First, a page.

Seafood & Mushroom Bisque

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By Isabelle Kirouac & Willoughby Arevalo

Serves 3-4 people.

This recipe features lion’s mane and oyster mushrooms, both of which have pleasant seafood-like qualities and can be found wild or cultivated. You can also use other seafood-like mushrooms, such as shrimp Russula, grisette, lobster mushroom, shaggy mane, Boletus stems cross-cut like scallops, cauliflower mushroom, edible coral mushrooms, shimeji, or fried chicken mushroom. While we’ve used whole scallops and ling cod collars, you could use any combination of shellfish and firm white fish. Ideally use at least two types of mushrooms and at least two kinds of seafood. Or, you can omit the seafood and go all mushroom, with totally satisfying results. If you can’t find all the herbs, just use what you’ve got.

Stock:

1 ling cod collar, about 1 lb (or other meaty white fish bones or heads, crustacean shells, etc)
Scraps, stems, peels and trimmings from all the herbs, vegetables and mushrooms used in the soup

Soup:

3 Tbsp olive oil
2-3 shallots, sliced
1 big carrot, peeled and sliced
2 ribs celery, trimmed and chopped
1 small rib lovage, sliced thinly
Salt and pepper
½ lb oyster mushrooms, tough stems trimmed, torn or sliced
1-3 cloves garlic, smashed and chopped
Small handful tender wild fennel stems, peeled and chopped (reserve tender fronds for garnish), or sub cultivated fennel bulb, diced, about ¼-½ cup
3 medium potatoes (such as sieglinde or Yukon gold), peeled and diced
¾ cup dry white wine
3 cups tomato puree
About 3 cups of fish/seafood stock, or sub bottled clam juice
¾ – 1 gram saffron
½ lb lion’s mane or bear’s head mushroom, torn into bite sized chunks
Zest of ¼ orange (preferably organic)
½ cup parsley, chopped
½ cup chives, chopped, plus flowers for garnish
12 whole, frozen scallops (not thawed), in the shell
Poached fish meat picked from the collar

To make the stock, cut the fish collar in half, place it and all the scraps in a stock pot, and cover with cold water. Place uncovered on medium heat. When the pot starts steaming and the stock is smiling but not simmering, turn down the heat to low to poach the fish. Remove the fish collar as soon as it starts to fall apart, after about 7 minutes. Pick the meat off the bones, returning the bones and fins to the pot, and reserving the meat. Continue cooking the stock at a low simmer for about 30 minutes, then strain.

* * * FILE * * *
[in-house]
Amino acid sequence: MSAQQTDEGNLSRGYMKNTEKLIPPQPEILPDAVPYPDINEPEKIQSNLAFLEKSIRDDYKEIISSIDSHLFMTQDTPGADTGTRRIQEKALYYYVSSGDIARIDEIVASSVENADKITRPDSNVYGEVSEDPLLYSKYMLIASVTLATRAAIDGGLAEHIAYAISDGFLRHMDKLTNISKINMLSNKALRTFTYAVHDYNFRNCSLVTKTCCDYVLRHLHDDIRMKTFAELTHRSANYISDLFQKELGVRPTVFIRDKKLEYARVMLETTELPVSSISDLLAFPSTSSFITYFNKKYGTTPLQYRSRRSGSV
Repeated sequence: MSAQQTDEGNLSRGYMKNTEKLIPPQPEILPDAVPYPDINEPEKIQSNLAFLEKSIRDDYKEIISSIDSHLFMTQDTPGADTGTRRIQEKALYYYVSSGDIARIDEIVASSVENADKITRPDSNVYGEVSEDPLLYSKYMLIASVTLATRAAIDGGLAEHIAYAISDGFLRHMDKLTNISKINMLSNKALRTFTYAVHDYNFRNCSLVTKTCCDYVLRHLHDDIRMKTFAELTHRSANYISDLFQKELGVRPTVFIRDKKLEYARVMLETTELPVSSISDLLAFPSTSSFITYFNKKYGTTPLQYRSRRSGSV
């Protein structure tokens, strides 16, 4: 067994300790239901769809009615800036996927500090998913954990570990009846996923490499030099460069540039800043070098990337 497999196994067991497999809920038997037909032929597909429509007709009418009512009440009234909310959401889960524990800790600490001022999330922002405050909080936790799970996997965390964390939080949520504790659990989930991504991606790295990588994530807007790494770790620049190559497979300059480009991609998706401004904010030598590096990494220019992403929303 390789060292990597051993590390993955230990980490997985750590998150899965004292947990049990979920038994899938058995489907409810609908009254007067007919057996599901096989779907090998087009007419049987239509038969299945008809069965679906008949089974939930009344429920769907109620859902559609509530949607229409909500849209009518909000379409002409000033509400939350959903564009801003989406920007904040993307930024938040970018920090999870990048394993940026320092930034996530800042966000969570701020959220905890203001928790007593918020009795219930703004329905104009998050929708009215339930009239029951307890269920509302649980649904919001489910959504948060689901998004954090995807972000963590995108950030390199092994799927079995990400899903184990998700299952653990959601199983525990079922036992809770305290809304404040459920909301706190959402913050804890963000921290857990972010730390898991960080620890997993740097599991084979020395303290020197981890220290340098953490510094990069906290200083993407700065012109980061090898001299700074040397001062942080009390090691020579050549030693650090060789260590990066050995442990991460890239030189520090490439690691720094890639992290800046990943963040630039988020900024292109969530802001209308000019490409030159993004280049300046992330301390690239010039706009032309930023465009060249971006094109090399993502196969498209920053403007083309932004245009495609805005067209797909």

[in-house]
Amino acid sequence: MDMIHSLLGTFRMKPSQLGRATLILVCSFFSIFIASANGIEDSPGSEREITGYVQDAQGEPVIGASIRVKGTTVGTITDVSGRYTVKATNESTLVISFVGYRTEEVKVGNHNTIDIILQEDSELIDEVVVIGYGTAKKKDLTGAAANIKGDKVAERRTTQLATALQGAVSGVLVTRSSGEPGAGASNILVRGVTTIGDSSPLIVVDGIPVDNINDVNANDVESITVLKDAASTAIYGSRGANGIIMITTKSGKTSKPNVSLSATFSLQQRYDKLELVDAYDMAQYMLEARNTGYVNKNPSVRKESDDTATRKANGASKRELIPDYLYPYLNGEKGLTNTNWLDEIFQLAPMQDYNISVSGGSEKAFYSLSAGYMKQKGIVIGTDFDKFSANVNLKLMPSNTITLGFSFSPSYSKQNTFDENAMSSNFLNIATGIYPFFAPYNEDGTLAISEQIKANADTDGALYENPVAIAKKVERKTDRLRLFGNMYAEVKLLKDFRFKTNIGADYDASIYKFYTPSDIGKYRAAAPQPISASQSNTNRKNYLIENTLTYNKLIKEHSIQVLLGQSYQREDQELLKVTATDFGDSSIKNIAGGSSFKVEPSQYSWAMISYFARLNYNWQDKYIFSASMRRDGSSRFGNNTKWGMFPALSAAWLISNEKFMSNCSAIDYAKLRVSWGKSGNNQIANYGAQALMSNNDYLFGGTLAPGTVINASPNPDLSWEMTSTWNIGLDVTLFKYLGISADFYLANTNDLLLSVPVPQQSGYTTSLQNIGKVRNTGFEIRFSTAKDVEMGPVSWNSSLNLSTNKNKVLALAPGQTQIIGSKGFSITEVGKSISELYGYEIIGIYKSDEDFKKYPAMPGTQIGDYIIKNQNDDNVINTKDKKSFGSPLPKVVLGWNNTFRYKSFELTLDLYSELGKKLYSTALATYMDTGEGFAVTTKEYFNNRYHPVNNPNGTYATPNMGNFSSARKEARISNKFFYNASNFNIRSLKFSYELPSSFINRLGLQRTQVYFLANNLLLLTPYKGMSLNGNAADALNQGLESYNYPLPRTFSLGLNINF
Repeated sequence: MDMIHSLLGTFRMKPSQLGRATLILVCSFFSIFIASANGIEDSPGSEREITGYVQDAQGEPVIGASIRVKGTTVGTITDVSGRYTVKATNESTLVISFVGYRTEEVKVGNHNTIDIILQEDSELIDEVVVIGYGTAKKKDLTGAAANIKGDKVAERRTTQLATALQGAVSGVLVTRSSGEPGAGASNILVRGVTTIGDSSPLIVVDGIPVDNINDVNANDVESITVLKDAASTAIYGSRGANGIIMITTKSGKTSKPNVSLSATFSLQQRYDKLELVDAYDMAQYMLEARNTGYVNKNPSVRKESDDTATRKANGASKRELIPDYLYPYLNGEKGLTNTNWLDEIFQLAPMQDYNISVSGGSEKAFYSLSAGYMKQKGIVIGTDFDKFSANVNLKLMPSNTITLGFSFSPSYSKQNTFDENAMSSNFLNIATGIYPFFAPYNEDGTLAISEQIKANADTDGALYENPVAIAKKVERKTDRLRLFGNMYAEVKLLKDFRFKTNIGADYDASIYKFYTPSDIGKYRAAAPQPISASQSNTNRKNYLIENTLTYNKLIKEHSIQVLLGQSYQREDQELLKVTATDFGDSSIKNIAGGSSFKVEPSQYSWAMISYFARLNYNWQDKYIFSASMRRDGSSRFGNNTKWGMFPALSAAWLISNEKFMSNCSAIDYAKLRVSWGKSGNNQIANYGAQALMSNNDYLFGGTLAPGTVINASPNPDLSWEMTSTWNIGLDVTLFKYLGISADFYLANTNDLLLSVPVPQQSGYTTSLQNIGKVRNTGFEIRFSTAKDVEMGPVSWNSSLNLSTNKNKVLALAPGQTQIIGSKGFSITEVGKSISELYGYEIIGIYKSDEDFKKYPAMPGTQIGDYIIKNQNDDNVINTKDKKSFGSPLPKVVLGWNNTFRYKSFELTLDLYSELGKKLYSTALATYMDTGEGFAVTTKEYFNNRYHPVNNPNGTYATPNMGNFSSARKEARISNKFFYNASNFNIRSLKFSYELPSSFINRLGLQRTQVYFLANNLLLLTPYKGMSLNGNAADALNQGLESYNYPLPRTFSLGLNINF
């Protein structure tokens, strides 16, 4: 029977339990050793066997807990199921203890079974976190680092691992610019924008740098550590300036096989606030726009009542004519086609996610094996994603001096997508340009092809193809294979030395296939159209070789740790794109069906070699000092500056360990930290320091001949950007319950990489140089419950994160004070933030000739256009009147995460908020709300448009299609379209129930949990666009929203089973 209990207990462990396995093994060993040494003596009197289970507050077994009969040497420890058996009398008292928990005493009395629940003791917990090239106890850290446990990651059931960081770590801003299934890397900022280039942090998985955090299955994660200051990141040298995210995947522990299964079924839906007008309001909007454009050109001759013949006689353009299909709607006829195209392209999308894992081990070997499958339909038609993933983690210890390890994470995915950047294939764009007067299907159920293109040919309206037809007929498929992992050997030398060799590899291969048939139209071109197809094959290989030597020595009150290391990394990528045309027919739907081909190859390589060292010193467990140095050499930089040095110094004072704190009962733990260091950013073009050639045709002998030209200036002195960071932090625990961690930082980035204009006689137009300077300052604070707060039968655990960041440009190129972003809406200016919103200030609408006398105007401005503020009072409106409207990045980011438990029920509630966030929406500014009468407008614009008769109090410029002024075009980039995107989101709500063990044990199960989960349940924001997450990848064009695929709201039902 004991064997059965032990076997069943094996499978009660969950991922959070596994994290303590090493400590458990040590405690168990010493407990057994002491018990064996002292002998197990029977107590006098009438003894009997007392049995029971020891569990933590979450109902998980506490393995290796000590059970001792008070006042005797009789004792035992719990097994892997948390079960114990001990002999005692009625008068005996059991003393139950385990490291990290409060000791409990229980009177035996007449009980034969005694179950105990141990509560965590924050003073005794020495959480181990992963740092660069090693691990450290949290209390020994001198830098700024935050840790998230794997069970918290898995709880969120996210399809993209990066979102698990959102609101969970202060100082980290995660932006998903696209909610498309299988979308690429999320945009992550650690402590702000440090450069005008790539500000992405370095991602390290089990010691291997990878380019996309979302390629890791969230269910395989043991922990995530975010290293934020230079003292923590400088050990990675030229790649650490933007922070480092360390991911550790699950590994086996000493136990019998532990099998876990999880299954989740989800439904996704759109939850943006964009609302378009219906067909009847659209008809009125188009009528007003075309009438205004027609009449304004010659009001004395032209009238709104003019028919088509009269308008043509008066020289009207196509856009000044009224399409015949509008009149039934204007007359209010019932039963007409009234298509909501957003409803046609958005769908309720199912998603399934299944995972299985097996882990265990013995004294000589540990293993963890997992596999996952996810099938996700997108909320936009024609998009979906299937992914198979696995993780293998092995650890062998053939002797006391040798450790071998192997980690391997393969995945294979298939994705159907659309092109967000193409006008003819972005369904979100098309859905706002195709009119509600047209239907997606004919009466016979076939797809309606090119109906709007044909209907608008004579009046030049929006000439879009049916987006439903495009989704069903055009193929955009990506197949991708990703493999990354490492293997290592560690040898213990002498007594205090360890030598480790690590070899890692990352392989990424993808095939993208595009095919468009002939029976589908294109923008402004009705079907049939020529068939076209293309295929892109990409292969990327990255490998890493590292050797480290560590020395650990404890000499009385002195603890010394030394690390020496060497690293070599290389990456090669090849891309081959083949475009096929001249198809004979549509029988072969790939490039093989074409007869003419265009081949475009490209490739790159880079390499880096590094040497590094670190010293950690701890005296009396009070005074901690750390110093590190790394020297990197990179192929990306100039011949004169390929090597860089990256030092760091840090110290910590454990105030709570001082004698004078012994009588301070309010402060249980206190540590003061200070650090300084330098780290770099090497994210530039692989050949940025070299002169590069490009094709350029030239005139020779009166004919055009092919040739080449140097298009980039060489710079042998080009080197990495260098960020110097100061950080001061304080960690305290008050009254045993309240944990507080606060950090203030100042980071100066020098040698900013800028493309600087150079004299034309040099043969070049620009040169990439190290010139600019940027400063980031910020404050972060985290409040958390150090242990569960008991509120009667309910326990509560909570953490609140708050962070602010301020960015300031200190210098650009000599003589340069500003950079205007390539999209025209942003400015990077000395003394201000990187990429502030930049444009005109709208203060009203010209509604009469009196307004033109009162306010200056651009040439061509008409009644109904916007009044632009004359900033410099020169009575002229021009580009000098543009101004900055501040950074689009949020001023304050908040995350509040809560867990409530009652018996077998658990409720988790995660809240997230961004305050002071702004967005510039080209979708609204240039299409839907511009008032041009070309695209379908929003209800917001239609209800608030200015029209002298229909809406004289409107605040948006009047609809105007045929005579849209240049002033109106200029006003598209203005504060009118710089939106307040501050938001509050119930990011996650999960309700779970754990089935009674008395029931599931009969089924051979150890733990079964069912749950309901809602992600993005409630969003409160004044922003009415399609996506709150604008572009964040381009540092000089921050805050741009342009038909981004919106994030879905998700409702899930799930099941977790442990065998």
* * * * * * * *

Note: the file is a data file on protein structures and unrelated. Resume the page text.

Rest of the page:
Heat a heavy-bottomed soup pot on medium high heat. Add the olive oil, shallots, carrot, celery, lovage, and some salt; sauté 3 minutes. Add half the oyster mushrooms and sauté until lightly browned, about 3 more minutes. Add the garlic, and fennel and cook another 2 minutes. Add the potatoes, wine, tomato puree, stock, saffron, and some more salt. Simmer until the potatoes are about half-cooked, about 10 minutes. Give a few zips with an immersion blender to thicken the soup a bit, keeping most of the chunks intact. Add the rest of the mushrooms, the orange zest, a good grind of black pepper, a bit more salt, most of the parsley and chives, and cook another 10 minutes, until the potatoes are just done. Stir in the scallops and cook until they start to open, about 5 minutes. Stir in the precooked fish and off the heat. Serve with scallops on top, garnish with remaining chives, parsley, fennel fronds and chive blossoms, and accompany with the rest of the wine and some warm, crusty sourdough bread. You can use a scallop shell as a spoon if you’re so inclined.

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